As a result of the COVID-19 pandemic, many countries and regions have imposed quarantines, entry bans, or other restrictions for citizens of or recent travellers to the most affected areas. Other countries and regions have imposed global restrictions that apply to all foreign countries and territories, or prevent their own citizens from travelling overseas.

The European Union rejected the idea of suspending the Schengen free travel zone and introducing border controls with Italy, a decision which has been criticised by some European politicians. After some EU member states announced complete closure of their national borders to foreign nationals, the European Commission President Ursula von der Leyen said that “Certain controls may be justified, but general travel bans are not seen as being the most effective by the World Health Organization.” A few days later the EU closed its external borders.

All non-Hong Kong residents who have been in overseas countries/territories (i.e. excluding mainland China, Macau and Taiwan) in the past 14 days are barred from entering Hong Kong, with exceptions provided for certain groups of non-Hong Kong residents such as spouses and minor children of Hong Kong residents as well as Macao residents who are registered under the Macao scheme under agreement between the Macau and the Hong Kong Government, and passengers are no longer allowed to transit through Hong Kong International Airport until further notice starting from 25 March 2020.

Non-Hong Kong residents arriving from mainland China, Macau and Taiwan who have not been in any overseas countries/territories in the past 14 days are exempted from the ban, but they are still subject to compulsory quarantine for 14 days same as all other arrivals to Hong Kong.  Since Chinese tourists are only allowed to stay in Hong Kong with a valid visa for maximum 7 days, they are also banned from entering the territory.

Effective 17 March 2020, Kenya halted the entry of foreigners from countries that have confirmed coronavirus cases. Only Kenyan citizens, and any foreigners with valid residence permits will be allowed to come in provided they proceed on self-quarantine or to a government designated quarantine facility.The restrictions have been extended to 6 June 2020, with President Uhuru Kenyatta extending the travel ban on 16 May 2020 for a further 3 weeks. Effective 0001hrs on Sunday 17 May, there will be cessation of movement of persons and vehicle transporting passengers into and out of the Republic of Kenya through the Kenya-Tanzania and Kenya-Somalia international borders. Movement of cargo is exempt.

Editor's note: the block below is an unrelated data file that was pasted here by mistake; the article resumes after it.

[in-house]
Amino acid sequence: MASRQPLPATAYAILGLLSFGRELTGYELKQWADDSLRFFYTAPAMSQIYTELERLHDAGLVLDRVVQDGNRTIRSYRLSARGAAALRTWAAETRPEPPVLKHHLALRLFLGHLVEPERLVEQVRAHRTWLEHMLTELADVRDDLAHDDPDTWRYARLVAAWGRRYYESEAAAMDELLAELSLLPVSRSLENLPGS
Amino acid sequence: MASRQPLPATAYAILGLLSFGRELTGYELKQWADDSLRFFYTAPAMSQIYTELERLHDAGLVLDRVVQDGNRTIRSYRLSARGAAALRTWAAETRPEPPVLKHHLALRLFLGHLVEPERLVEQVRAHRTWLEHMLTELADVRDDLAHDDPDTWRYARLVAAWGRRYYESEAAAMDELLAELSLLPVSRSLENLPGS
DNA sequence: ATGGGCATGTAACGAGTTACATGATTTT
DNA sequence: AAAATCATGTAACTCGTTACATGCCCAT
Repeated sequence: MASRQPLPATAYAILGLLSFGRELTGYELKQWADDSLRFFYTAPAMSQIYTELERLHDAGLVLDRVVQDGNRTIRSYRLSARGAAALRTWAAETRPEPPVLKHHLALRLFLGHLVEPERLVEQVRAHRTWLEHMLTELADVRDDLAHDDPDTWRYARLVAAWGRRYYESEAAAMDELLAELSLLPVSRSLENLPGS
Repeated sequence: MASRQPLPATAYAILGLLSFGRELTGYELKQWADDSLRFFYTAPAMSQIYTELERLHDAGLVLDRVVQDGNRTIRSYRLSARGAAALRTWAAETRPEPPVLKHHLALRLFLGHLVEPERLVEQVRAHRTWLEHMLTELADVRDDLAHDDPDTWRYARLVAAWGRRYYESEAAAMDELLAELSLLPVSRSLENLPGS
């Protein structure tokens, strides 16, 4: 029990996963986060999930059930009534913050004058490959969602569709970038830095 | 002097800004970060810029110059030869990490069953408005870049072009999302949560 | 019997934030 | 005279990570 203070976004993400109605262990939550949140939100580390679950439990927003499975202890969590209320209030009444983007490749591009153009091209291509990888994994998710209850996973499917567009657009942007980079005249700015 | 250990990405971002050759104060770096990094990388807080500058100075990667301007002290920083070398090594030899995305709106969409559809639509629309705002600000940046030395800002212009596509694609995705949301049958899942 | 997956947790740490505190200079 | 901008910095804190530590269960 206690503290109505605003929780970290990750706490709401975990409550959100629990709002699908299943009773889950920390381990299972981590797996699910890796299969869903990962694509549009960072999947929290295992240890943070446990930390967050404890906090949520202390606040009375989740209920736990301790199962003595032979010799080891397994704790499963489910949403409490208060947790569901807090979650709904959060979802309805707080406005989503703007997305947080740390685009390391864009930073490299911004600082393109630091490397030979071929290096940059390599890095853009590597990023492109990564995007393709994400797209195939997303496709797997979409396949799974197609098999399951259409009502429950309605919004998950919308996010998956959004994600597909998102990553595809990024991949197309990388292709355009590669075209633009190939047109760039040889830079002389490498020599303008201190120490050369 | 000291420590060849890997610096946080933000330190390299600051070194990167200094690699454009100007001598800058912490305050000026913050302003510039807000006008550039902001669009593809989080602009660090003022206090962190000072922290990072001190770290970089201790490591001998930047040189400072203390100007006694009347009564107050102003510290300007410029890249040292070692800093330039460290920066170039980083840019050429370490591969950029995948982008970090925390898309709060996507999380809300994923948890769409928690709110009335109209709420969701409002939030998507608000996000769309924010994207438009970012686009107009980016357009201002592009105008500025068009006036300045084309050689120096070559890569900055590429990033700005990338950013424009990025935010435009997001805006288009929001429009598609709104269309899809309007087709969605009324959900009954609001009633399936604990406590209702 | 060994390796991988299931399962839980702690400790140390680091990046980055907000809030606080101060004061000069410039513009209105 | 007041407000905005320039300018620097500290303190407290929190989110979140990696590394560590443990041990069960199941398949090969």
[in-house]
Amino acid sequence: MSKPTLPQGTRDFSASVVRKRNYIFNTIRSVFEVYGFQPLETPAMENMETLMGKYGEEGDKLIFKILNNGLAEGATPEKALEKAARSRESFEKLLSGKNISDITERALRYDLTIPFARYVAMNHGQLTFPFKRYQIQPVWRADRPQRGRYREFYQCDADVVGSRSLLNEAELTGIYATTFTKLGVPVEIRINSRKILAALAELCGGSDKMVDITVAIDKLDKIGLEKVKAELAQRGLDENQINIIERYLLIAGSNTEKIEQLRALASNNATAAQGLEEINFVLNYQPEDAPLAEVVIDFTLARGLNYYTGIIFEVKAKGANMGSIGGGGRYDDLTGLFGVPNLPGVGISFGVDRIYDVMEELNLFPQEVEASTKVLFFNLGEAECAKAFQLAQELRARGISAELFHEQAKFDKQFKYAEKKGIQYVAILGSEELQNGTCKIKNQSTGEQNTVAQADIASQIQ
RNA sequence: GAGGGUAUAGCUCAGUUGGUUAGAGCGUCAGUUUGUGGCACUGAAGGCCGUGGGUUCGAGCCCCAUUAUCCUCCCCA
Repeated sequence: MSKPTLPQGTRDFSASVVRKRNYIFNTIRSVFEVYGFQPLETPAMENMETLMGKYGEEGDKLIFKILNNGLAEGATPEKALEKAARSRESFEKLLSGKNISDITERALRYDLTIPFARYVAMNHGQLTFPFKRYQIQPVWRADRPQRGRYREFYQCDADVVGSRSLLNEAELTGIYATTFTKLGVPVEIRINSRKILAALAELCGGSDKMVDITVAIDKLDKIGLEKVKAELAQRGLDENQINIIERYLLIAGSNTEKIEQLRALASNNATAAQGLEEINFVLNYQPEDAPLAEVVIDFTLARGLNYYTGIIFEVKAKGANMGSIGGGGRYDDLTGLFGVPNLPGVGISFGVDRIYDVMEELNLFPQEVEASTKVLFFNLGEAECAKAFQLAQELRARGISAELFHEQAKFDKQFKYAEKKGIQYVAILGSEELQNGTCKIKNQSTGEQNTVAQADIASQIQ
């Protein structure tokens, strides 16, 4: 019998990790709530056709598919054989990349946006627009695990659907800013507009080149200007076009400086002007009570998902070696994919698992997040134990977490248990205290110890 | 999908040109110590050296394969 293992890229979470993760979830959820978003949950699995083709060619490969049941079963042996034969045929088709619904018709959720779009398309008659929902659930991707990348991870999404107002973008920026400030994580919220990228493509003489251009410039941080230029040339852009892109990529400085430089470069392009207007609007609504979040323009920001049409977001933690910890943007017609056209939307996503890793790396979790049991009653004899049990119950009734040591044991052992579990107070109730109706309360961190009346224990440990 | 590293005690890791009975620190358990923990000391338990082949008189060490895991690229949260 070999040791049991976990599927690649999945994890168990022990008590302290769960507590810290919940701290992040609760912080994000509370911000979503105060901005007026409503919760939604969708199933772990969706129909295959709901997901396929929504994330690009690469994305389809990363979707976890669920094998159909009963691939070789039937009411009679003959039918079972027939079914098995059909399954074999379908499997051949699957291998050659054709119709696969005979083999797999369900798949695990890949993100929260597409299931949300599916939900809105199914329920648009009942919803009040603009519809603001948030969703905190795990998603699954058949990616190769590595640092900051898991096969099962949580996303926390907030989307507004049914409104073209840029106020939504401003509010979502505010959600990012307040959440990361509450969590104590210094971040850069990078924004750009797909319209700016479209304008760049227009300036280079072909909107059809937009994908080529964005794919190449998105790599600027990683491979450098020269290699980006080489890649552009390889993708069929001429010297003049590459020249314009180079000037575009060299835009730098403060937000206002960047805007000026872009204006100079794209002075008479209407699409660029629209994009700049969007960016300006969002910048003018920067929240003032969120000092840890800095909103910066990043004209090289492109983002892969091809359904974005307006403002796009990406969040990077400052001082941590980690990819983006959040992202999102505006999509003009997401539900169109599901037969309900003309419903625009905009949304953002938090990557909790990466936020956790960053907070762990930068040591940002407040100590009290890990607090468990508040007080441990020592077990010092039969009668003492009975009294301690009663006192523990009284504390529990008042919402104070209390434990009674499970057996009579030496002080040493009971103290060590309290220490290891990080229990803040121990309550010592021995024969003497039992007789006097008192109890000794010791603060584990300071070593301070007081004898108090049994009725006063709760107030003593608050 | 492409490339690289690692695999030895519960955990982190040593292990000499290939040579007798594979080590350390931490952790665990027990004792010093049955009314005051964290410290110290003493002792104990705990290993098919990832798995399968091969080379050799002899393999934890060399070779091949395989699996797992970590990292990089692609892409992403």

Drivers of cargo vehicles will be subjected to mandatory testing for Covid-19; and will only be granted entry into Kenya if they test negative for the virus. The nationwide dusk to dawn curfew (1900hrs-0500hrs) has been extended for a further period of 21 days until 6 June 2020. Cessation of movement into and out of the Nairobi Metropolitan Area (NaMA), the counties of Mombasa, Kwale, Kilifi and Mandera has been extended until 6 June 2020.

Borders are closed to all travellers who are not citizens, permanent residents or U.S. citizens. Exceptions are placed for diplomats, crew and immediate family members of citizens with clearing a basic health assessment by air operators. The U.S. and Canada later agreed to close the Canada–United States border to non-essential traffic.  On 11 March, the President of El Salvador announced an Executive Order barring the entry of foreigners. The General Directorate of Migration will deny entry to all foreigners, excluding accredited diplomats and legal residents of El Salvador.

European Union/Schengen Area: The European Council agreed on 17 March to ban incoming travel other than citizens from countries in the European UnionEuropean Economic Area, Switzerland and United Kingdom, long-term residents and people with long-term visa or residence permits, family members of EU and EEA citizens, medical personnel and people responsible for transport of goods for 30 days. Each country has to implement the decision on the national level. Ireland choose to opt out from the decision due to the Common Travel Area. The agreement was to close borders for 30 days starting at noon on 17 March, though enforcement did not begin immediately as planned.